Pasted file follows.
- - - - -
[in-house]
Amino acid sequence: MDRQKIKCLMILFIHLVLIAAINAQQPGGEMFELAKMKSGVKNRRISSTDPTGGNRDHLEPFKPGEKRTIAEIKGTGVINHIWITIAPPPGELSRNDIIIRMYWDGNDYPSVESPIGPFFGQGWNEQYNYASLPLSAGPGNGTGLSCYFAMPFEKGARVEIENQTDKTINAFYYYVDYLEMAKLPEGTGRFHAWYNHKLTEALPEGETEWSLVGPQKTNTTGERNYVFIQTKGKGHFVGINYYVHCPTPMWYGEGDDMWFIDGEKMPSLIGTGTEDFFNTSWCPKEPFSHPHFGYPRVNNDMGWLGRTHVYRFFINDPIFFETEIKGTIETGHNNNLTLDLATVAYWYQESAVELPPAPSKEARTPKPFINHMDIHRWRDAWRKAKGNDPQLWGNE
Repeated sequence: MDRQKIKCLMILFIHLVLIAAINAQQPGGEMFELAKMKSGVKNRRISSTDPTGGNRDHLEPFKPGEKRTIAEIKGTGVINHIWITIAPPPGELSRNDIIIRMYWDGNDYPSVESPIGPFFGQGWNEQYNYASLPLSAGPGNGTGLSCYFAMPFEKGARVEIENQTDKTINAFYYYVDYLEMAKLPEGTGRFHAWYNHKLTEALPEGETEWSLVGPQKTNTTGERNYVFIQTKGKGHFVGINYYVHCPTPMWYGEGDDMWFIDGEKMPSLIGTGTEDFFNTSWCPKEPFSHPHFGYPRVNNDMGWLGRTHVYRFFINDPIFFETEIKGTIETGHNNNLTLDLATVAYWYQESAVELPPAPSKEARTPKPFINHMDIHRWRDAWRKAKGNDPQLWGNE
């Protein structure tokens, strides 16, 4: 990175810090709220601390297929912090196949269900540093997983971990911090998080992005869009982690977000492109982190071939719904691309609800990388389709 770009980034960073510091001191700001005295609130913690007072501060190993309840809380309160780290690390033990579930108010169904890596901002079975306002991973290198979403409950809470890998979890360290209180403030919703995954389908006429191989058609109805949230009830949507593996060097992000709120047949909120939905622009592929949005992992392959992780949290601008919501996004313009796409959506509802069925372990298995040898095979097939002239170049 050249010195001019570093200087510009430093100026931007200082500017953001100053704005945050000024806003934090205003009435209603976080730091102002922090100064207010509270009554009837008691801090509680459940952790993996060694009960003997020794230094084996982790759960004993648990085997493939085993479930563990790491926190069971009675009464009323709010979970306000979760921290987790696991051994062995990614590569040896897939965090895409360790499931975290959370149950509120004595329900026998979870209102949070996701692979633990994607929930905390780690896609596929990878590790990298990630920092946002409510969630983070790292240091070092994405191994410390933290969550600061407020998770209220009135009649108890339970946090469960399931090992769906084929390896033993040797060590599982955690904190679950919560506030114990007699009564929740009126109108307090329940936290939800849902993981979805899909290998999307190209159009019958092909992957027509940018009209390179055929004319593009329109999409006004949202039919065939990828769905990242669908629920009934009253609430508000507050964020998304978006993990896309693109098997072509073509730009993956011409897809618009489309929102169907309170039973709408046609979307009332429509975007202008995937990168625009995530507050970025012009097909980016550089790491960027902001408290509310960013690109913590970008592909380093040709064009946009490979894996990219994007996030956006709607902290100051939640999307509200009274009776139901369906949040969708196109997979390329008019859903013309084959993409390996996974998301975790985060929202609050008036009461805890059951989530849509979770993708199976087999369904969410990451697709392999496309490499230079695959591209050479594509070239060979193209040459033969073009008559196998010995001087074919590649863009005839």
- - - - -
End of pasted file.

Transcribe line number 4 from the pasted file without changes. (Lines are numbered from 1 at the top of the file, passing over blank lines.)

């Protein structure tokens, strides 16, 4: 990175810090709220601390297929912090196949269900540093997983971990911090998080992005869009982690977000492109982190071939719904691309609800990388389709 770009980034960073510091001191700001005295609130913690007072501060190993309840809380309160780290690390033990579930108010169904890596901002079975306002991973290198979403409950809470890998979890360290209180403030919703995954389908006429191989058609109805949230009830949507593996060097992000709120047949909120939905622009592929949005992992392959992780949290601008919501996004313009796409959506509802069925372990298995040898095979097939002239170049 050249010195001019570093200087510009430093100026931007200082500017953001100053704005945050000024806003934090205003009435209603976080730091102002922090100064207010509270009554009837008691801090509680459940952790993996060694009960003997020794230094084996982790759960004993648990085997493939085993479930563990790491926190069971009675009464009323709010979970306000979760921290987790696991051994062995990614590569040896897939965090895409360790499931975290959370149950509120004595329900026998979870209102949070996701692979633990994607929930905390780690896609596929990878590790990298990630920092946002409510969630983070790292240091070092994405191994410390933290969550600061407020998770209220009135009649108890339970946090469960399931090992769906084929390896033993040797060590599982955690904190679950919560506030114990007699009564929740009126109108307090329940936290939800849902993981979805899909290998999307190209159009019958092909992957027509940018009209390179055929004319593009329109999409006004949202039919065939990828769905990242669908629920009934009253609430508000507050964020998304978006993990896309693109098997072509073509730009993956011409897809618009489309929102169907309170039973709408046609979307009332429509975007202008995937990168625009995530507050970025012009097909980016550089790491960027902001408290509310960013690109913590970008592909380093040709064009946009490979894996990219994007996030956006709607902290100051939640999307509200009274009776139901369906949040969708196109997979390329008019859903013309084959993409390996996974998301975790985060929202609050008036009461805890059951989530849509979770993708199976087999369904969410990451697709392999496309490499230079695959591209050479594509070239060979193209040459033969073009008559196998010995001087074919590649863009005839």